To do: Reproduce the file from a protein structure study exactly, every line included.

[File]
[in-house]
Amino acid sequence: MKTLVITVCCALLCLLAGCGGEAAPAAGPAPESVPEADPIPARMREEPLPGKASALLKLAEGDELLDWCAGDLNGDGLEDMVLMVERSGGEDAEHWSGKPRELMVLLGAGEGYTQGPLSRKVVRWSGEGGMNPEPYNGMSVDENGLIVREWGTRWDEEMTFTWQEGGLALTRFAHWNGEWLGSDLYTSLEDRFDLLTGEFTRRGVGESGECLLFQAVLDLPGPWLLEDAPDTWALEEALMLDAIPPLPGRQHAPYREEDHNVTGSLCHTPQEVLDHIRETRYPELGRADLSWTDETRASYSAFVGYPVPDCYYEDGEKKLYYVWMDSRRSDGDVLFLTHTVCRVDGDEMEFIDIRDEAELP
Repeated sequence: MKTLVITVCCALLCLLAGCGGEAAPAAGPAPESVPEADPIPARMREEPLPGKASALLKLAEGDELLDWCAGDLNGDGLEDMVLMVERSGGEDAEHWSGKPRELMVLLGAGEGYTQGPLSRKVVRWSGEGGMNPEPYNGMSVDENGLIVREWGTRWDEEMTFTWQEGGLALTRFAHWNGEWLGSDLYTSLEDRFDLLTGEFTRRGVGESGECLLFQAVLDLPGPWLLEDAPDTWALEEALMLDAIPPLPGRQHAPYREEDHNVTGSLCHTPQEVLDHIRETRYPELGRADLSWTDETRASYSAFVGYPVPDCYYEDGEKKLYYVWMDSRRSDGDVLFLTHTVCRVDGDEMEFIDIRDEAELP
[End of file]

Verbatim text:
[in-house]
Amino acid sequence: MKTLVITVCCALLCLLAGCGGEAAPAAGPAPESVPEADPIPARMREEPLPGKASALLKLAEGDELLDWCAGDLNGDGLEDMVLMVERSGGEDAEHWSGKPRELMVLLGAGEGYTQGPLSRKVVRWSGEGGMNPEPYNGMSVDENGLIVREWGTRWDEEMTFTWQEGGLALTRFAHWNGEWLGSDLYTSLEDRFDLLTGEFTRRGVGESGECLLFQAVLDLPGPWLLEDAPDTWALEEALMLDAIPPLPGRQHAPYREEDHNVTGSLCHTPQEVLDHIRETRYPELGRADLSWTDETRASYSAFVGYPVPDCYYEDGEKKLYYVWMDSRRSDGDVLFLTHTVCRVDGDEMEFIDIRDEAELP
Repeated sequence: MKTLVITVCCALLCLLAGCGGEAAPAAGPAPESVPEADPIPARMREEPLPGKASALLKLAEGDELLDWCAGDLNGDGLEDMVLMVERSGGEDAEHWSGKPRELMVLLGAGEGYTQGPLSRKVVRWSGEGGMNPEPYNGMSVDENGLIVREWGTRWDEEMTFTWQEGGLALTRFAHWNGEWLGSDLYTSLEDRFDLLTGEFTRRGVGESGECLLFQAVLDLPGPWLLEDAPDTWALEEALMLDAIPPLPGRQHAPYREEDHNVTGSLCHTPQEVLDHIRETRYPELGRADLSWTDETRASYSAFVGYPVPDCYYEDGEKKLYYVWMDSRRSDGDVLFLTHTVCRVDGDEMEFIDIRDEAELP